In August 2021, the Centers for Disease Control and Prevention (CDC) finished an investigation on an HIV outbreak in Kanawa County, West Virginia. The findings cited the county with “the most concerning HIV outbreak in the United States” and a warning that the reported diagnoses may only be “the tip of the iceberg.”
Brooke Parker, a care coordinator for the Ryan White HIV/AIDS Program, has spent the last two years exploring the roads less traveled in the county with an effort to contain the HIV outbreak. She, alongside a cadre of experts, worry that new cases and HIV-related deaths will increase as political winds continue to blow against efforts to control the virus.
Homeless encampments and abandoned houses account for much of the growing rates. This could be attributed to HIV’s ability to survive in a syringe for up to 42 days, which is accelerated by the drug usage of the affected group. Research has also indicated that offering clean syringes to people who use IV drugs is an effective way to combat the spread of HIV.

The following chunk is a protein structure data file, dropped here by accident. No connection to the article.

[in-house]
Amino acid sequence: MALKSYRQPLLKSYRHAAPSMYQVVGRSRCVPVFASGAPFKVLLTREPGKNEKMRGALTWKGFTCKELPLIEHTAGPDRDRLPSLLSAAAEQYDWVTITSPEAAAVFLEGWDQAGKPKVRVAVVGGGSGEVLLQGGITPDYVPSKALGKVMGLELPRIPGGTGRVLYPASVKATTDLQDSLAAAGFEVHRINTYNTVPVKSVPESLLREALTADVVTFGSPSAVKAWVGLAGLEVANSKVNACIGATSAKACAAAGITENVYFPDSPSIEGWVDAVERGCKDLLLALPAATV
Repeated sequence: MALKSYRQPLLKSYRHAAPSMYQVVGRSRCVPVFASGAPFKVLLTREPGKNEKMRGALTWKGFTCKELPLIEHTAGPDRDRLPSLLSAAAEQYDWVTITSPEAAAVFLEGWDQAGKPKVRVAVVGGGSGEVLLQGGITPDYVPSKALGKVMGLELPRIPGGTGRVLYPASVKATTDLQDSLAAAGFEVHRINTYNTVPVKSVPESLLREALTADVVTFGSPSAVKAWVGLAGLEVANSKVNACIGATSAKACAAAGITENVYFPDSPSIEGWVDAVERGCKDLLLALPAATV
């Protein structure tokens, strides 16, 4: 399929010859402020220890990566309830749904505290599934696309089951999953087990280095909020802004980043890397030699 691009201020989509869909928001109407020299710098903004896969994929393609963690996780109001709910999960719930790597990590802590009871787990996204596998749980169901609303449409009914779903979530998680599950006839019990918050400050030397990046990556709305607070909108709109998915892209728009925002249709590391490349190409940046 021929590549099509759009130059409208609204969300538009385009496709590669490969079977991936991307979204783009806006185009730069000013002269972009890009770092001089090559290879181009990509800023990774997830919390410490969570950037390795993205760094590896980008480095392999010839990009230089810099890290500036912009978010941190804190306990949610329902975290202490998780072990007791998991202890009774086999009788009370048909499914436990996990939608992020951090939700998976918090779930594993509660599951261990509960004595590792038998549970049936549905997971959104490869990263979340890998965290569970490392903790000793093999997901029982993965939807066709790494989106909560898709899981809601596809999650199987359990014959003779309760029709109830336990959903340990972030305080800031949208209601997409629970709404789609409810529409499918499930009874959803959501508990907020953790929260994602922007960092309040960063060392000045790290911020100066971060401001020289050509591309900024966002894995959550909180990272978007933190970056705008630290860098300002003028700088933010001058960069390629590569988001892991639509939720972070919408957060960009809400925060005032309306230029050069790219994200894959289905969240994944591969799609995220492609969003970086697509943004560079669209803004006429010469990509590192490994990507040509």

Although the CDC issued recommendations to expand and improve access to sterile syringes, state and local government officials in West Virginia have issued laws and ordinances that make getting those syringes harder.
This presents an issue for a substantial amount of people at the highest risk of contracting HIV. One organization, Solutions Oriented Addiction Response (SOAR), previously offered clean syringes in exchange for contaminated ones. However, it has ceased the exchange in the face of efforts to criminalize their work.
Joe Solomon, co-director of the organization and a recently elected Charleston City Council official, said the backlash against harm reduction is “a public attack on health.”
20 of the 27 new HIV infections in 2022 are related to drug injection, and 46 of 56 new cases in 2021 were due to the same cause.